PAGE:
Pharmaceutical Cold Chain Monitoring Essentials

Published by Nick Barrowclough on

Cold Chain

Pharma cold chain monitoring technology has come a long way since manual data collection. We now have wireless data loggers that collect data and can automatically synchronize it to a central monitoring platform.

These products have made the collection and storage of data easier, but maybe lack real-time monitoring and alert capabilities. Having a system in place that not only logs data but can pro-actively monitor and alarm when temperature excursions occur is a logical development.

cold chain

What is a Pharma Cold Chain?

Supply Chain + Temperature Control = Pharma Cold Chain

A cold chain is a supply chain for temperature-sensitive products. These could be food, dairy, meat products, or pharmaceuticals such as temperature-sensitive drugs and vaccines. It is important that the cold chain not be broken, as it can lead to damage of the pharmaceutical product, decreased efficacy of vaccines and drugs or pose a public health risk. When the cold chain is broken a temperature excursion may occur, exposing the products to elevated temperatures. These may be OK for a short period of time. Pharmaceutical companies have established a drug stability budget for these excursions.

Temperature excursions are costly events as they can a best lead to delays in delivery of produce while an audit is conducted, and at worse result in the wastage of inventory which can be very costly! Therefore monitoring the temperature throughout the cold chain is vital, and being alerted allows for measures to be taken to preserve the product while still remaining within the drug stability budget.

The most rational thing one can do is find a way to identify and mitigate these risks before a shipment (or patient, and your brand image) eventually pays the price.

Although there are systems to track where a shipment is and what their condition was during transit these are mostly passive systems. This is not enough!

Early Warning Systems vs. Data Loggers

Intelligent data loggers that are connected to a centralized cloud monitoring system with graphing, location and alerts can warn in advance of problems, giving you actionable data and live insights to the condition of the pharmaceutical products in transit and in storage.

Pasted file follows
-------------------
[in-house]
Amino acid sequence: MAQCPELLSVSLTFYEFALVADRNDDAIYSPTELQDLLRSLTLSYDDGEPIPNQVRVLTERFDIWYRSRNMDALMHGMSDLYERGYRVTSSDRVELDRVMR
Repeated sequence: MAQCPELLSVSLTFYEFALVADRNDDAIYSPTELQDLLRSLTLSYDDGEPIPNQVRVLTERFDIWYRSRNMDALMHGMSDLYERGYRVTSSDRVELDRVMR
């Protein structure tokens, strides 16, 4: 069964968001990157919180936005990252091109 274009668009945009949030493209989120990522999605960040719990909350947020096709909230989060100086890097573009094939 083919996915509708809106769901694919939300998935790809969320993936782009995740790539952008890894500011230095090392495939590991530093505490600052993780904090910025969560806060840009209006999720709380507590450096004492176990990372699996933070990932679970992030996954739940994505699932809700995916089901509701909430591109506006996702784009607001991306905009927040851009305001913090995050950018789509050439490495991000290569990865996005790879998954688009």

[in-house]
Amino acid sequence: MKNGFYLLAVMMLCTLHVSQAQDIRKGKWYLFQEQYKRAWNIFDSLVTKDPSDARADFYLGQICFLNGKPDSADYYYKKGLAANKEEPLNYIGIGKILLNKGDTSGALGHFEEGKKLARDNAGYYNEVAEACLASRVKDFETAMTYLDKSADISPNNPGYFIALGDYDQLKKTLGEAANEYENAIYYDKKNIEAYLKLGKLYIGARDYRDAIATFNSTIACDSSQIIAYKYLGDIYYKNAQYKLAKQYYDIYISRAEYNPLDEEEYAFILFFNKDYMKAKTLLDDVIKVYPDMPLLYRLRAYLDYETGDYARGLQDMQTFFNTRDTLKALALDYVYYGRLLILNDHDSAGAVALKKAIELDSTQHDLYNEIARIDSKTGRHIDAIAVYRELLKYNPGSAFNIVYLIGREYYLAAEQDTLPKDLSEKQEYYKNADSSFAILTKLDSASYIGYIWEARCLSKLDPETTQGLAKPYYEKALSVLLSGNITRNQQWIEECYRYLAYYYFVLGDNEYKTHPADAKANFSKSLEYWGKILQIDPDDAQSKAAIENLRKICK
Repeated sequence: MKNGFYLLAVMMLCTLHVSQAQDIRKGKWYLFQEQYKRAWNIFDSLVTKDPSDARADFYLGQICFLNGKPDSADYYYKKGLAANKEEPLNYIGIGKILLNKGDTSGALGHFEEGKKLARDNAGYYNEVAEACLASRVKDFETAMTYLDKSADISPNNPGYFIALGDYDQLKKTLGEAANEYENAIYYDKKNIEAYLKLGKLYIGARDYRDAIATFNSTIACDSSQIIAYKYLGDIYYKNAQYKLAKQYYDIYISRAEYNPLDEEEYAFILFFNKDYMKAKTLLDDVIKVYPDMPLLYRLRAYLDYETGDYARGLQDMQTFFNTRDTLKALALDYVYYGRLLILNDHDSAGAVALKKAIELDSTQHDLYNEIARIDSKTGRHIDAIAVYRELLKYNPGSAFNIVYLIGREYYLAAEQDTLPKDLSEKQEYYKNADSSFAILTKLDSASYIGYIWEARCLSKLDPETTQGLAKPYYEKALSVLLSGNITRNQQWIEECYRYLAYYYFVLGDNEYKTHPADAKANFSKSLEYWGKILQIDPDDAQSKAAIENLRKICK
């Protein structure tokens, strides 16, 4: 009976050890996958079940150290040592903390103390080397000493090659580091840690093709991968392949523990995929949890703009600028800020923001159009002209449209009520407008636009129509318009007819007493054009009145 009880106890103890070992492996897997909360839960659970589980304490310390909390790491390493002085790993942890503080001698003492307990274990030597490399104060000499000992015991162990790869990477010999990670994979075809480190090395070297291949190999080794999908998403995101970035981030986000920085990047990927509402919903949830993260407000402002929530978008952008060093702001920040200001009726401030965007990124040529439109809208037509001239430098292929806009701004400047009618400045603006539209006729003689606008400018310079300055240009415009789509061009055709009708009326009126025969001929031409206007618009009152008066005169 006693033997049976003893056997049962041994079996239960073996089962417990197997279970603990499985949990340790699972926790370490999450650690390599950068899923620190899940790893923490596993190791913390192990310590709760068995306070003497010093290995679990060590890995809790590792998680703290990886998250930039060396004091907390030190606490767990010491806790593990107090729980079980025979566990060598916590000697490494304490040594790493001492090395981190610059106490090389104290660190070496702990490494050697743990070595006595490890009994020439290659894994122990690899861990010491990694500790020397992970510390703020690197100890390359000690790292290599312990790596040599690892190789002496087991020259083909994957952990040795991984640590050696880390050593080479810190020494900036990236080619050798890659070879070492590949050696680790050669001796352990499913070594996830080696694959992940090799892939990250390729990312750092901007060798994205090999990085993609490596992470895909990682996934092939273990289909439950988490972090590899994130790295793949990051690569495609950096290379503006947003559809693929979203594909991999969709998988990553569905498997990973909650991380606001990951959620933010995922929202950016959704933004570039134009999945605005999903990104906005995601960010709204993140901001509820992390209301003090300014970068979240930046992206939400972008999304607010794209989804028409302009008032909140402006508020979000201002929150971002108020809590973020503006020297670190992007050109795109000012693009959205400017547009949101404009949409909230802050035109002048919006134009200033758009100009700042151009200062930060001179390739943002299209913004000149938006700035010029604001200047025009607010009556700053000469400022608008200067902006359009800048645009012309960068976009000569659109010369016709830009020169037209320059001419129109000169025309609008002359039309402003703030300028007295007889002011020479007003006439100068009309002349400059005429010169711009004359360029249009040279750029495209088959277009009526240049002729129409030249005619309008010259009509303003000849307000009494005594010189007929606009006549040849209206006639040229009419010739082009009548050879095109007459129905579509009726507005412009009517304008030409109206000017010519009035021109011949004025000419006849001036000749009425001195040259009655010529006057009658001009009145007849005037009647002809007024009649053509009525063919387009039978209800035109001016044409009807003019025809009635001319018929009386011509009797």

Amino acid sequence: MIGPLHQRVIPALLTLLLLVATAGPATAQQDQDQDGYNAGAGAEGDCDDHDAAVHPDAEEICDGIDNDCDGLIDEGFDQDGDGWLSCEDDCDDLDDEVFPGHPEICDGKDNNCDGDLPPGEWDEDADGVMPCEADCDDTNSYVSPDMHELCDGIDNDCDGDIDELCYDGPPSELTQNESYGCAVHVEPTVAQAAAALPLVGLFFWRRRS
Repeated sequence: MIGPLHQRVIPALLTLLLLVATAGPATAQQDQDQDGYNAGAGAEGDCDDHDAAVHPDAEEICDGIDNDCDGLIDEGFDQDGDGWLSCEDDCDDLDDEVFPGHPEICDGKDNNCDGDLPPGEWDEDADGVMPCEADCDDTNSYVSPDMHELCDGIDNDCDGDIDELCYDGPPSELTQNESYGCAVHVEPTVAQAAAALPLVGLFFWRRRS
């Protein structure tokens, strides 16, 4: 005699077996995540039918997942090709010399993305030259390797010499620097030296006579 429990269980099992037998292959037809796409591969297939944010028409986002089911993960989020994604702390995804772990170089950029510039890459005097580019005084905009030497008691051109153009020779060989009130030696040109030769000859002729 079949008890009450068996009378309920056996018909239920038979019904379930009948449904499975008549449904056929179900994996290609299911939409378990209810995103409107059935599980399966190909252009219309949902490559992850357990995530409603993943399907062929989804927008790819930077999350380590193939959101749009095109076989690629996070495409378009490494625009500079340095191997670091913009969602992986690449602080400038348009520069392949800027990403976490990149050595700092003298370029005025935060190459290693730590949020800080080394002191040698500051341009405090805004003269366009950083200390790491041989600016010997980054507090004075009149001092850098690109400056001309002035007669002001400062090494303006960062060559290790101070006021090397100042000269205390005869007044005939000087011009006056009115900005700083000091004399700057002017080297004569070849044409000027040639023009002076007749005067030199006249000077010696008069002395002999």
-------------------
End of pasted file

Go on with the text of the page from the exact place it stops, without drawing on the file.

pharmaceuticals and temperature

Important Features of an Early Warning System

A cloud-based monitoring system with wireless sensors can track temperature and humidity as well as the location of shipments in real-time while in transit. Know where your product is if it’s been sitting airside waiting to be loaded on a cargo plane, is it getting too hot? Make sure the right information reaches the right person to take action when temperature excursions occur.

Accurate Data

Ensure the sensors being used are accurate, calibrated with NIST traceable certification. The sensor should be capable of monitoring the range of temperatures the package will experience. For some products, a wide range of temperatures and fluctuations is acceptable, for others it must be a much more controlled environment. Having accurate data gives you the proper information that is reliable and actionable.

Package-level Sensing

Sensors should be placed at the package level, especially in breakbulk cargos where packages are separated off into final destinations upon arrival in-country. Package level monitoring is also even more important than bulk monitoring as smaller packages and shipments are much more sensitive to changes in temperature. Also, sensors need to be battery-powered, but use none lithium-ion batteries in order to comply with IATA regulations.

Live & Predictive Data

Data should be visible in real-time for rapid decision making. Of course in certain modes of transport realtime data is impractical, such as when shipping via sea-freight and boats are in the middle of the ocean, or while in the air onboard a plane. The sensors should be capable of logging data while out of communication to the cloud, and then synchronize this information when communications are re-established. As well as live data, predictive data is valuable, if the system can identify a steady increase in temperature, a predictive graph can be drawn and advance warning given of an impending temperature excursion. The system should also support data on the MKT (Mean Kinetic Temperature) to easily identify the degree of damage the pharma products might have suffered during an excursion.

temperature excursion graph

Pharma Compliant

There are many regulations and sensor certifications that surround the pharmaceutical industry. They can vary from country to country. It is vital that you avoid non-compliance as it can lead to penalties and fines. Make sure that your temperature sensors are NIST certified and traceable. NIST certification means the sensor has been tested for accuracy and has been calibrated for the given range of temperatures specified on the sensor.

It is also important that your document management system which stores and retrieves the sensor data is compliant with 21 CFR Part 11 with regards to data storage and digital signatures.

FDA 21 CFR Part 11 Compliance

Conclusion

Going digital with your pharma cold chain monitoring solutions will be beneficial to your business in the long run. It goes beyond saving cost with spoiled pharmaceutical products, but also strikes at the efficacy of the drugs and compliance with regulations. Most importantly it protects human lives from being put in danger by using non-effective vaccines or drugs.

In short, the old-style data loggers only give you limited information and are reactive rather than a proactive solution. Pharma-mon provides a complete range of products to monitor your pharma cold chain, medical refrigerators and warehouses.

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